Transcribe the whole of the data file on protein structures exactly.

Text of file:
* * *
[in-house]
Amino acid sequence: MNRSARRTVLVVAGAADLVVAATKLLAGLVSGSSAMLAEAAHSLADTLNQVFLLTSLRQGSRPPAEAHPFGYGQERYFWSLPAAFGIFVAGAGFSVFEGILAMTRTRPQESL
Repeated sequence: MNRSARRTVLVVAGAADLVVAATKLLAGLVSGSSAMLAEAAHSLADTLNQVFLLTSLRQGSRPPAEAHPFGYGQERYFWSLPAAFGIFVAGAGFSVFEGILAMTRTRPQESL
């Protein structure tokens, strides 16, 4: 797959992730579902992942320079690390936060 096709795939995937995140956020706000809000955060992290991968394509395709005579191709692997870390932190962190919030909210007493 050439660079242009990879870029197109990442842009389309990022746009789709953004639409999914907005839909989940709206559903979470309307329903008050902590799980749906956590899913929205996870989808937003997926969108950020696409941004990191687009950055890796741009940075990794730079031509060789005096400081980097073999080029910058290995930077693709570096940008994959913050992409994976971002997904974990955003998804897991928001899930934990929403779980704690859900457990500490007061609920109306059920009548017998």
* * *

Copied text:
[in-house]
Amino acid sequence: MNRSARRTVLVVAGAADLVVAATKLLAGLVSGSSAMLAEAAHSLADTLNQVFLLTSLRQGSRPPAEAHPFGYGQERYFWSLPAAFGIFVAGAGFSVFEGILAMTRTRPQESL
Repeated sequence: MNRSARRTVLVVAGAADLVVAATKLLAGLVSGSSAMLAEAAHSLADTLNQVFLLTSLRQGSRPPAEAHPFGYGQERYFWSLPAAFGIFVAGAGFSVFEGILAMTRTRPQESL
């Protein structure tokens, strides 16, 4: 797959992730579902992942320079690390936060 096709795939995937995140956020706000809000955060992290991968394509395709005579191709692997870390932190962190919030909210007493 050439660079242009990879870029197109990442842009389309990022746009789709953004639409999914907005839909989940709206559903979470309307329903008050902590799980749906956590899913929205996870989808937003997926969108950020696409941004990191687009950055890796741009940075990794730079031509060789005096400081980097073999080029910058290995930077693709570096940008994959913050992409994976971002997904974990955003998804897991928001899930934990929403779980704690859900457990500490007061609920109306059920009548017998």